Of iPhones, Predators, poultry and evil

Today, I’d like to talk about the Confiteor, the Macbook and free-range chickens. The Confiteor is a Christian prayer, a confession of sin that prepares the soul for Holy Communion. In my Episcopal church, we often recite a modern version that never fails to move me.

In one part, it goes: “We repent of the evil that enslaves us, the evil we have done and the evil done on our behalf.” It’s the last part that gets me. “The evil done on our behalf.”

The calculus there is mysterious and weighty. It haunts me.

I live comfortably in the richest, most powerful society history has ever seen. Toting up all the evil done to ensure me those blessings — wow, that’s a tough one.

Some things done in the name of my safety I know about and abhor, like Abu Ghraib. Other deeds are morally dubious, but perhaps pragmatically justified, like Predator drone strikes in Afghanistan.

But that is still the easy stuff.

Let’s look at the tool on which I type these words, my MacBook Air. I admit, I love this slim little sucker. Owning Macs is supposedly cool.

But the recently deceased and totally overpraised Steve Jobs was not only a total jerk in his personal life but in his professional dealings as well. While obsessing over the aesthetics of his products, he didn’t much sweat the ethics of how they were produced. More and more reports emerge that Apple factories in China are abusive sweat shops that exploit child labor.

So add Macs to the list of products whose ethics I must weigh along with price and performance. A part of me rebels at the notion I have a duty to track such things.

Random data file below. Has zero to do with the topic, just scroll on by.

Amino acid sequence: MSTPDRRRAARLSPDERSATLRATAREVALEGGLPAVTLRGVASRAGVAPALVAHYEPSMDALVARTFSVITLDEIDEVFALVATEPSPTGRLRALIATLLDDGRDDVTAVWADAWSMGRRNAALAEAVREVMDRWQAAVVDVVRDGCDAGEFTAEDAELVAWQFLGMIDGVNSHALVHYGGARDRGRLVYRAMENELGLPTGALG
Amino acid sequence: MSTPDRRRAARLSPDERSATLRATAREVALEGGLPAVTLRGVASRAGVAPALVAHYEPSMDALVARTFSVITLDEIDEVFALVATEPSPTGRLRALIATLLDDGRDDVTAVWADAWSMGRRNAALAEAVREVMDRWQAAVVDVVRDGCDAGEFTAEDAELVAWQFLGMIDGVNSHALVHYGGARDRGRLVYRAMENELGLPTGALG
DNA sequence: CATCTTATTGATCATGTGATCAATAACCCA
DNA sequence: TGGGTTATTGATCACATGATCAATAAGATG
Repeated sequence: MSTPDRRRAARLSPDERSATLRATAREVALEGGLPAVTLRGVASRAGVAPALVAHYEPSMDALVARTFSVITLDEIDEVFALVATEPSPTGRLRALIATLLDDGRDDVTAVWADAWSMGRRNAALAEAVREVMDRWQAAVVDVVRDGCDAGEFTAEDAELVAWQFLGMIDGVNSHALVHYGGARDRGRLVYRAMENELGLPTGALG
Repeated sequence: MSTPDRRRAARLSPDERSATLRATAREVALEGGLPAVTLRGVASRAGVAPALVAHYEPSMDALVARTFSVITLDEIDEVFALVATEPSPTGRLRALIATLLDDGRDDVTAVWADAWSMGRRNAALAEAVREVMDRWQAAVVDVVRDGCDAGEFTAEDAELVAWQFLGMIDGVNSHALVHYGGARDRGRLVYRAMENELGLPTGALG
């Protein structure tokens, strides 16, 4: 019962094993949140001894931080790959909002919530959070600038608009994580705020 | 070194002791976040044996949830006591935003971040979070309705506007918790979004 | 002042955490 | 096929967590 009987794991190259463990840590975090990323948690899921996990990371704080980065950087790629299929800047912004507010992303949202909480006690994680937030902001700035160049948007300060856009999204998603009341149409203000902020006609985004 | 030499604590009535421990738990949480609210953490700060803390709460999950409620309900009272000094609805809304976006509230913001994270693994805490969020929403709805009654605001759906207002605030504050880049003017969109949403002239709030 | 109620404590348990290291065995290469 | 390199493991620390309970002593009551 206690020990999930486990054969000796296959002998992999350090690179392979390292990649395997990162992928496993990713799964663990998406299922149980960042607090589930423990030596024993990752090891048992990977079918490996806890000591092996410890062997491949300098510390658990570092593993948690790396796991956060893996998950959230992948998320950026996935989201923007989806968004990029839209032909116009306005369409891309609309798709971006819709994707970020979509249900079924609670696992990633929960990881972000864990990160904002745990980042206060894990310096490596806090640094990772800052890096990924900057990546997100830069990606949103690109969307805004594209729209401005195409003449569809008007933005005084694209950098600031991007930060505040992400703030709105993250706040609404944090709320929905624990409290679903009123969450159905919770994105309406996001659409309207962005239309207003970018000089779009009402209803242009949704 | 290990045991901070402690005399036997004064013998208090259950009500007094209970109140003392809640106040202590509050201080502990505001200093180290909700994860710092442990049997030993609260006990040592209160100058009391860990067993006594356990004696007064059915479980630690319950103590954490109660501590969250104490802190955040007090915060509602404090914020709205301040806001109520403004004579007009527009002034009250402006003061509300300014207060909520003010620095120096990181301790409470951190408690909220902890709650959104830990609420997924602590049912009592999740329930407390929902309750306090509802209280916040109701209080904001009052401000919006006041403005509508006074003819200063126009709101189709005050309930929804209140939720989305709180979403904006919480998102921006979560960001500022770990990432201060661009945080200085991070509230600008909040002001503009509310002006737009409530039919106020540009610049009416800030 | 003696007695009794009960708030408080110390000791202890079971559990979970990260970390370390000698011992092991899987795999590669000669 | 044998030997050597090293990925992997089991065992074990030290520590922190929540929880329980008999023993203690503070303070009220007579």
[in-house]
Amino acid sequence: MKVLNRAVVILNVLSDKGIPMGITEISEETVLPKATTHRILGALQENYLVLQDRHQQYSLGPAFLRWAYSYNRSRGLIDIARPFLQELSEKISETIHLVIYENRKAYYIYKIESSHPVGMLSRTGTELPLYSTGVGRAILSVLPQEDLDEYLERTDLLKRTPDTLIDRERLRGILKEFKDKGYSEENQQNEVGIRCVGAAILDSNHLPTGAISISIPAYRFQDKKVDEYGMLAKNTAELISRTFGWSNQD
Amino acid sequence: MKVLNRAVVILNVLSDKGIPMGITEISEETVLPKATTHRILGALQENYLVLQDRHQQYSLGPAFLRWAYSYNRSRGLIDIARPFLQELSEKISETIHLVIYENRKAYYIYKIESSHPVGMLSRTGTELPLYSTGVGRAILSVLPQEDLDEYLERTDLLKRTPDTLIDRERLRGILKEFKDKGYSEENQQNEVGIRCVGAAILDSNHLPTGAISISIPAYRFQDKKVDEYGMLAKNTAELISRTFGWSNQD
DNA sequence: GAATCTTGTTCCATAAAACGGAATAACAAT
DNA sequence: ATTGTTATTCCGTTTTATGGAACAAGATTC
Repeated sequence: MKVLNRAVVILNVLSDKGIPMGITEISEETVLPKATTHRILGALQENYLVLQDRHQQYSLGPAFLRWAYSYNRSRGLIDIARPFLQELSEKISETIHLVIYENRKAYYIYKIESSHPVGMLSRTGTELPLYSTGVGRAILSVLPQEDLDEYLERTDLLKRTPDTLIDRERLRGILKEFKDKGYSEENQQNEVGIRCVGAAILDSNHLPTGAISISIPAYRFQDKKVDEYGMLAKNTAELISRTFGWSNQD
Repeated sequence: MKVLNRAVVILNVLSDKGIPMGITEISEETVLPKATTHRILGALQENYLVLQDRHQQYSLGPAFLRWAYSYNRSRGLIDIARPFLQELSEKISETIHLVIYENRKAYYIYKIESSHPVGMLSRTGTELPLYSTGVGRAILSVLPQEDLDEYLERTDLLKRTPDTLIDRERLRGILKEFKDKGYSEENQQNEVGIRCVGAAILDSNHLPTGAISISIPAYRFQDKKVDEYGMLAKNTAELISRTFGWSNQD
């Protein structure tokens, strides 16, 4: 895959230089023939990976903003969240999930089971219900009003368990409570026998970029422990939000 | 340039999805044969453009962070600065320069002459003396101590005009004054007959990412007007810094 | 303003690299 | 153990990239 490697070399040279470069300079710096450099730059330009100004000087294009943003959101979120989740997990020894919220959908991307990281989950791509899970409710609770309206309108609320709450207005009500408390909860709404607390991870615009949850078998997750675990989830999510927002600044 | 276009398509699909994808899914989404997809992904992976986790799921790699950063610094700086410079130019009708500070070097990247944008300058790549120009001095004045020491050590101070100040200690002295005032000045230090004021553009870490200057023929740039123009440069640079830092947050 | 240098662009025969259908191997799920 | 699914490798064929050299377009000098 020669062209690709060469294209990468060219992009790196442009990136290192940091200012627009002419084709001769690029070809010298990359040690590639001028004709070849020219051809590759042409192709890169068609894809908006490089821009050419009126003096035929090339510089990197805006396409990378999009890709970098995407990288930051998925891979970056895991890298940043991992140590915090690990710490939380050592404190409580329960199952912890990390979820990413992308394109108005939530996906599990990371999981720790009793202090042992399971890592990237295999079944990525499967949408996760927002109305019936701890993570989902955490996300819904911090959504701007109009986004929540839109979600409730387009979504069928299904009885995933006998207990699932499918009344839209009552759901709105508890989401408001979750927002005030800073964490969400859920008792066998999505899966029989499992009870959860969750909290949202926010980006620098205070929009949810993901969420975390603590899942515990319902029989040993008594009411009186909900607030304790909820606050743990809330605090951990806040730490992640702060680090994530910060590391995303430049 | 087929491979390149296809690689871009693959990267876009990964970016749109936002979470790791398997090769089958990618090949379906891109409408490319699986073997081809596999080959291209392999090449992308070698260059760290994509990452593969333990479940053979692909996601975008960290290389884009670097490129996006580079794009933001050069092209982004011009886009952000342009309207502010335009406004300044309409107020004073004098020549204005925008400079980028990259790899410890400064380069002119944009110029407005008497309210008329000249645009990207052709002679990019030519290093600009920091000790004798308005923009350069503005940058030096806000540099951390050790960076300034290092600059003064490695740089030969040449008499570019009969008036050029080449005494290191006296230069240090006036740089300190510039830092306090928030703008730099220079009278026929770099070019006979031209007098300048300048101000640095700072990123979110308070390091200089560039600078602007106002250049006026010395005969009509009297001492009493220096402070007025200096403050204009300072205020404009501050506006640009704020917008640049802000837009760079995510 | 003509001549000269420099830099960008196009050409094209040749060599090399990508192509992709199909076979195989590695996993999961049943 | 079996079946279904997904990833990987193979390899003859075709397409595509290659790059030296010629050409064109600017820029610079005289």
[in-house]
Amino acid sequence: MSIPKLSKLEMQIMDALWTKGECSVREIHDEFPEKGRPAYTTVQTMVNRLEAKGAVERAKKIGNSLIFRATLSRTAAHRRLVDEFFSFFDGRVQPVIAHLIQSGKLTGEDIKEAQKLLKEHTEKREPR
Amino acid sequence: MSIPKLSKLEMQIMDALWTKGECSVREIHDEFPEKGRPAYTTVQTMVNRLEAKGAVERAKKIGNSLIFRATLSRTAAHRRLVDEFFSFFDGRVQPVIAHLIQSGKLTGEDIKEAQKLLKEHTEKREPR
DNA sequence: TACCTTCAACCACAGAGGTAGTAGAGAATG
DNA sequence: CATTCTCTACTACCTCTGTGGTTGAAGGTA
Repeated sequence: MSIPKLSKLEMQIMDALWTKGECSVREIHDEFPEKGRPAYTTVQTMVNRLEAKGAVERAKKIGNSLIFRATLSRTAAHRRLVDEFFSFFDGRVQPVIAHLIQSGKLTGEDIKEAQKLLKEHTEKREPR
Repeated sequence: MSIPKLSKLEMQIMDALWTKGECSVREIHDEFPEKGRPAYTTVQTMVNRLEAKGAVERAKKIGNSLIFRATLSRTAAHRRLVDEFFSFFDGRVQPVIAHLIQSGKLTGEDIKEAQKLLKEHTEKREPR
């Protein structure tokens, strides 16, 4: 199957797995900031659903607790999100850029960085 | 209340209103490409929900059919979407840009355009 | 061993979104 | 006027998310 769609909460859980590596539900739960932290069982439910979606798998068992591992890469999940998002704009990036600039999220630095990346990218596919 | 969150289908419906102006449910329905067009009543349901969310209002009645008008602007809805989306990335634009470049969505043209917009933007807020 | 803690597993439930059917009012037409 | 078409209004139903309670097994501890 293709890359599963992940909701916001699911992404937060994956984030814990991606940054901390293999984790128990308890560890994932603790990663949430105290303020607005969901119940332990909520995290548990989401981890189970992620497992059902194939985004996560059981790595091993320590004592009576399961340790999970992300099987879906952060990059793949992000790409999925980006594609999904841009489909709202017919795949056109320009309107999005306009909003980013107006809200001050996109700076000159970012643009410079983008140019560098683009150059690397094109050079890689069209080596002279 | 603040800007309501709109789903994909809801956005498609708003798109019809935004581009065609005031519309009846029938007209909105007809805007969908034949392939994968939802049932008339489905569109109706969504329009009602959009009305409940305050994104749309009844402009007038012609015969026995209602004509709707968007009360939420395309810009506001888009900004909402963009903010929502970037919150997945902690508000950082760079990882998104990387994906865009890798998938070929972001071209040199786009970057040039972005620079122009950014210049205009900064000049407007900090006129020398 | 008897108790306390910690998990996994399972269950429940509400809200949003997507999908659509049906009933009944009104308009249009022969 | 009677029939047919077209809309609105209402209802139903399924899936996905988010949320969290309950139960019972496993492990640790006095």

Partly, it’s just that I hate spending brain cells on any consumer choices. My wife marvels, not in an admiring way, at how I whirl through a supermarket yanking items off shelves, without regard to price, calories or fat content.

Then there’s the political correctness factor. How can you keep straight which boycotts and preferences really relate to justice, and which smack of that stance of self-righteous superiority that certain Americans love to adopt?

And today, marketers move at warp speed to colonize and drain of meaning words devised to import values into the retail aisles. What do words like green, organic or free range really mean anymore? I’m not sure.

It makes my brain hurt. I’d like to be absolved of the responsibility. But every Sunday the prayer book reminds me that I can’t be.

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